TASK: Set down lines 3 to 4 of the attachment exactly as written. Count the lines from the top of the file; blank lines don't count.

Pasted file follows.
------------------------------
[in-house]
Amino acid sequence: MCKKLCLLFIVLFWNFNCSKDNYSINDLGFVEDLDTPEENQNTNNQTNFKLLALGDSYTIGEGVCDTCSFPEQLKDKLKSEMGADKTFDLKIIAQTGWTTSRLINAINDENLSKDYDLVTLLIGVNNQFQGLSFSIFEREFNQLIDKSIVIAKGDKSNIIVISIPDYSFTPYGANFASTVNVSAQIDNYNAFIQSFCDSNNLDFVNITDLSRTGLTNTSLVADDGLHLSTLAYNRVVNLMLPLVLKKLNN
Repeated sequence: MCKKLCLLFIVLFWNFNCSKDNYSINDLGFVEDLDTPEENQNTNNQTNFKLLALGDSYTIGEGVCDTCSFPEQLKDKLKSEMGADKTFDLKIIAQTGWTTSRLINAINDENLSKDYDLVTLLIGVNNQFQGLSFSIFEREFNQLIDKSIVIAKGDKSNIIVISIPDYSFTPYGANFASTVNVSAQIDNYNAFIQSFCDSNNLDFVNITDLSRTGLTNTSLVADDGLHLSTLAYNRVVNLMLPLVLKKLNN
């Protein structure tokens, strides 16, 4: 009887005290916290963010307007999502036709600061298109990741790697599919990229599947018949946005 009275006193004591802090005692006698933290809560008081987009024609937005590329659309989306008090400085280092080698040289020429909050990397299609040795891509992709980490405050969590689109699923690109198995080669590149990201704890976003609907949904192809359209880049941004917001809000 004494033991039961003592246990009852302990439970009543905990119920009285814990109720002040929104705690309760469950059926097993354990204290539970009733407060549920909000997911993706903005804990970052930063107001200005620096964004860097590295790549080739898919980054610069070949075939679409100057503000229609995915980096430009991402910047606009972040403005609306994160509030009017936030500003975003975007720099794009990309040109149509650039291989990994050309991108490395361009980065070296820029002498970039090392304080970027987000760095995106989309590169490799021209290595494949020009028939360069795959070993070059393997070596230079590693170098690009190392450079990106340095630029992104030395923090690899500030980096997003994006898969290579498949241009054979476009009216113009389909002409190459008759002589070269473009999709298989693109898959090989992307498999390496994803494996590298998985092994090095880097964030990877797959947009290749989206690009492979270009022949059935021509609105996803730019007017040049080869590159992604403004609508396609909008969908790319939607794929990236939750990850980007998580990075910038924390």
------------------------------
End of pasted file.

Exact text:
Repeated sequence: MCKKLCLLFIVLFWNFNCSKDNYSINDLGFVEDLDTPEENQNTNNQTNFKLLALGDSYTIGEGVCDTCSFPEQLKDKLKSEMGADKTFDLKIIAQTGWTTSRLINAINDENLSKDYDLVTLLIGVNNQFQGLSFSIFEREFNQLIDKSIVIAKGDKSNIIVISIPDYSFTPYGANFASTVNVSAQIDNYNAFIQSFCDSNNLDFVNITDLSRTGLTNTSLVADDGLHLSTLAYNRVVNLMLPLVLKKLNN
């Protein structure tokens, strides 16, 4: 009887005290916290963010307007999502036709600061298109990741790697599919990229599947018949946005 009275006193004591802090005692006698933290809560008081987009024609937005590329659309989306008090400085280092080698040289020429909050990397299609040795891509992709980490405050969590689109699923690109198995080669590149990201704890976003609907949904192809359209880049941004917001809000 004494033991039961003592246990009852302990439970009543905990119920009285814990109720002040929104705690309760469950059926097993354990204290539970009733407060549920909000997911993706903005804990970052930063107001200005620096964004860097590295790549080739898919980054610069070949075939679409100057503000229609995915980096430009991402910047606009972040403005609306994160509030009017936030500003975003975007720099794009990309040109149509650039291989990994050309991108490395361009980065070296820029002498970039090392304080970027987000760095995106989309590169490799021209290595494949020009028939360069795959070993070059393997070596230079590693170098690009190392450079990106340095630029992104030395923090690899500030980096997003994006898969290579498949241009054979476009009216113009389909002409190459008759002589070269473009999709298989693109898959090989992307498999390496994803494996590298998985092994090095880097964030990877797959947009290749989206690009492979270009022949059935021509609105996803730019007017040049080869590159992604403004609508396609909008969908790319939607794929990236939750990850980007998580990075910038924390």